The outdoor environment is used effectively to provide a wealth of rich activities that support children's learning and development. Boys are enthused to use their knowledge of language to discuss then write reports, for example when working out how to rescue Floppy from the tree outside after the giant has stolen him and hidden him there. As a result of this precise approach, boys' communication, language and literacy progress is rapid, especially for those where English is not their native language.

Your consistent approach to developing and using spoken language skills to aid boys' progress in reading and writing is also consistently applied in older year groups. A clear process of improving pupils' writing is evident across the school. Effective links are made to other subjects, and displays show a good variety of extended writing.

Your approach to teaching writing typically places the reader at the heart of activities. Pupils therefore develop a keen understanding of the impact of their choices and how literary devices create the impact they desire. Consequently, all pupils' progress in writing is rapid.

You are working hard to continually stretch and challenge the most able pupils, but there is more work to do. For example, at times adults do not demonstrate sufficient depth of subject knowledge to fully extend older pupils when reading and studying texts. Therefore pupils' more complex inference and deduction skills are not being fully developed.

Some good examples exist where effective questioning develops pupils' understanding of how Shakespeare's use of dialogue, in 'Macbeth', infers the mood or informs the reader who is speaking. Phase leaders are playing a greater part in continually improving standards in the school than previously. They regularly check on the quality of provision in their areas of responsibility and contribute to the overall school improvement plan well.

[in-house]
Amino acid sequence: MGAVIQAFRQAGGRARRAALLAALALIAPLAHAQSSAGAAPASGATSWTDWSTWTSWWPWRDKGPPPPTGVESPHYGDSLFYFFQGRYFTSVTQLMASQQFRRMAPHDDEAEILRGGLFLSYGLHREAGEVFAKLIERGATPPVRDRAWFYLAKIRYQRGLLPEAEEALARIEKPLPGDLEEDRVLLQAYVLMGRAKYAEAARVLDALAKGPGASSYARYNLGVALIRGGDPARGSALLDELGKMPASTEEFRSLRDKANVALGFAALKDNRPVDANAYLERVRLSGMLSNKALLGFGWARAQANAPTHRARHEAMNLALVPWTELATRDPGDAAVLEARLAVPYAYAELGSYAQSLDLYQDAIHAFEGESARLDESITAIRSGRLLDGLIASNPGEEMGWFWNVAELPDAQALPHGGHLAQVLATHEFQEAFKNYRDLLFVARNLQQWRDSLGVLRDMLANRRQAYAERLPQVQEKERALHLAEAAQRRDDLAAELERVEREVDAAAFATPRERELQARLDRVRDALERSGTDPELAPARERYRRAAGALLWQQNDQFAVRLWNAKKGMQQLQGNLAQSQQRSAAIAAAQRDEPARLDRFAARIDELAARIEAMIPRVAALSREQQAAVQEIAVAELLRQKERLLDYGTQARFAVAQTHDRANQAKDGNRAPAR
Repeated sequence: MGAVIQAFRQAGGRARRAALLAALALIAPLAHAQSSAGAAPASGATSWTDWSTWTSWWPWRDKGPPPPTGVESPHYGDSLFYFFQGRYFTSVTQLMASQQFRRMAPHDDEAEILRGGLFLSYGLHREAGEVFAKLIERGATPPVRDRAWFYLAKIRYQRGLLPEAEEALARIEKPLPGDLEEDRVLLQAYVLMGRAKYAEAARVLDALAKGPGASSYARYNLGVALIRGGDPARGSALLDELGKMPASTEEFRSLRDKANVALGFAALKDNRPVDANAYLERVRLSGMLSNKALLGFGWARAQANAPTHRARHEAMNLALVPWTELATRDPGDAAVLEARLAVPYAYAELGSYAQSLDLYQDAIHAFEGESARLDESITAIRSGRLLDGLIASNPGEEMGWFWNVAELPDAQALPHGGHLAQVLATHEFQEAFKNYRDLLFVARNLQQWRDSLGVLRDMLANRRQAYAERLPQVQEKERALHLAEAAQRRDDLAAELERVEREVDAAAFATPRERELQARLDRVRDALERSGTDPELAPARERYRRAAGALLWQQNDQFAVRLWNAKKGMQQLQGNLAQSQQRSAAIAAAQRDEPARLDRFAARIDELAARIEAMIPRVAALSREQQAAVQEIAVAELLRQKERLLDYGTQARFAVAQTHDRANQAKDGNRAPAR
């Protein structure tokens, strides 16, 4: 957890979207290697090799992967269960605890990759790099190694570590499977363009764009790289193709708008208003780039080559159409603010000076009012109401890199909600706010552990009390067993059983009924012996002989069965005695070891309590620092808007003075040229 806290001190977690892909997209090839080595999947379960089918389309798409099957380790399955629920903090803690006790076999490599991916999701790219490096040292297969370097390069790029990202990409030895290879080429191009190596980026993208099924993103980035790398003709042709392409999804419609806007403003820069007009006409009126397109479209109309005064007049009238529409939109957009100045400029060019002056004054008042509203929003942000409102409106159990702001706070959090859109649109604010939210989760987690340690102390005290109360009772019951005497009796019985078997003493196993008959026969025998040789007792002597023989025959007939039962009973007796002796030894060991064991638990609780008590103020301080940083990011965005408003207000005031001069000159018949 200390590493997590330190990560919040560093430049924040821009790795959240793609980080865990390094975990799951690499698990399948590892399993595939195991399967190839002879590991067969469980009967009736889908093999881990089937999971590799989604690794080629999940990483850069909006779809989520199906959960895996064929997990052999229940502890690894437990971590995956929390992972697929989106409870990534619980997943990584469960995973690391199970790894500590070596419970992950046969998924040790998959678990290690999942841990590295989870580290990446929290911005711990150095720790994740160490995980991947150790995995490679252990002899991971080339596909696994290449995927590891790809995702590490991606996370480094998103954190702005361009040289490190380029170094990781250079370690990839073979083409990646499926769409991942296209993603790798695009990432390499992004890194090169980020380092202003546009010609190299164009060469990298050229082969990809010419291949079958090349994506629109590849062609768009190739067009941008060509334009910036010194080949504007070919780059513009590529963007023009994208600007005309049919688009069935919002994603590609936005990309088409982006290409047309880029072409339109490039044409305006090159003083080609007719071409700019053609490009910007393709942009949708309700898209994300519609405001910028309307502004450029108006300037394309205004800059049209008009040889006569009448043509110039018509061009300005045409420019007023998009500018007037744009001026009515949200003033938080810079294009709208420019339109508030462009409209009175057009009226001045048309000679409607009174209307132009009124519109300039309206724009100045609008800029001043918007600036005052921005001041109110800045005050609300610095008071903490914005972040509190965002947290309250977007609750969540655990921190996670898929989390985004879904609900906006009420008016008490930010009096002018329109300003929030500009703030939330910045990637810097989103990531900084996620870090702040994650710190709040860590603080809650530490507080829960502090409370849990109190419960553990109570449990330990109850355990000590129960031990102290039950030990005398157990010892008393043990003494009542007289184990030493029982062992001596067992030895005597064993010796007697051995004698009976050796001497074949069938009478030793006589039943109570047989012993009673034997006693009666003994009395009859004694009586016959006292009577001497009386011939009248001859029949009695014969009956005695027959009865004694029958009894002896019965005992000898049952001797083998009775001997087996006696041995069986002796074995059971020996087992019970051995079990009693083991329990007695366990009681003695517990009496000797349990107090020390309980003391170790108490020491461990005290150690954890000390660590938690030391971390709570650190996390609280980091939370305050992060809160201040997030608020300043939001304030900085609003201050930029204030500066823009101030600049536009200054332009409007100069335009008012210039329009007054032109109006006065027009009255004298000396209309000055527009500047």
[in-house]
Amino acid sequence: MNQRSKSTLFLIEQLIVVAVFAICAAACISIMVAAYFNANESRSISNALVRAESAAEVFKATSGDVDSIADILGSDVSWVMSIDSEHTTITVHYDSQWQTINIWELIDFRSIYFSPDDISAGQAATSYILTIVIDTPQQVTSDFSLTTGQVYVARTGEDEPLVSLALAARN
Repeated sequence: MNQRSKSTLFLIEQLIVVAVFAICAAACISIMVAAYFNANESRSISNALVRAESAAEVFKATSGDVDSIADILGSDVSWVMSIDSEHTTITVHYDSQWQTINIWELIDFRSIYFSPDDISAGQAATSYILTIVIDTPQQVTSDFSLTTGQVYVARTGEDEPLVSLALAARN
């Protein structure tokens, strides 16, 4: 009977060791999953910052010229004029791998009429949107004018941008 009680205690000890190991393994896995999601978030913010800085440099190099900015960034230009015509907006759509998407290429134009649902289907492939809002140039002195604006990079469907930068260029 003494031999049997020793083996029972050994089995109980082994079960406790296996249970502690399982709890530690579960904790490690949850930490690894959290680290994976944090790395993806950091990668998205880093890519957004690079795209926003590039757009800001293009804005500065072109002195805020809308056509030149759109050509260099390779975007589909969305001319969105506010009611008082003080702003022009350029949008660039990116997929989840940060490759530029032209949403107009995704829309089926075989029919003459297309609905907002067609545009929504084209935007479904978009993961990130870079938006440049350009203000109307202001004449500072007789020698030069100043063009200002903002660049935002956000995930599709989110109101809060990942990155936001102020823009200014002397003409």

The leadership of writing, for example, is characterised by enthusiasm, detail, passion and good knowledge of the subject. This, in turn, is reflected in teachers' and pupils' extremely positive attitudes toward language, literacy, reading and writing, and is having a positive impact on pupils' current rates of progress. Occasionally the monitoring conducted, to establish what is working well and what needs to be further improved, is too general.

Therefore, precise actions are not always provided for teachers to improve specific aspects of their practice or pupils' learning. On our learning walk, we noted Year 1 pupils' accuracy in their knowledge of phonics. Teachers and other adults are technically precise with their delivery in helping pupils confidently segment and blend sounds, such as the split digraph 'e-e', to decode words.

Such approaches have led to all pupils meeting the standards in the Year 1 phonics check this year. Those who did not meet the standard in previous years receive additional support and are catching up with their peers rapidly. Therefore, the firm foundations on which to build pupils' future success in reading are being secured.

Next steps for the school Leaders and those responsible for governance should ensure that: teaching challenges the most able pupils so they can reach the standards they are capable of leaders' monitoring places a sharper focus on the pupils' progress and their gains in knowledge, skill or understanding to increase its quality and impact the curriculum for 'number' in mathematics is improved to develop pupils' deeper conceptual understanding, problem solving, reasoning and fluency. I am copying this letter to the chair of the school governance and advisory group and the Senior Principal for Children and Young People, MOD. This letter will be published on the Ofsted website.

Yours sincerely Richard Light Her Majesty's Inspector Information about the inspection During the inspection, I held meetings with you, the leaders for English, mathematics, early years and for writing. All members of the school governance advisory group met me to discuss the actions taken since the previous inspection. I met with a representative of the MOD.

The views of a number of parents were gathered through their responses to Ofsted's online questionnaire, Parent View. Visits to classrooms were conducted jointly with you to evaluate the impact of teaching on pupils' learning, to review the quality of pupils' work over time, and to listen and talk informally with them about their experiences of school. A range of documentary evidence was evaluated, including documents relating to safeguarding and governance.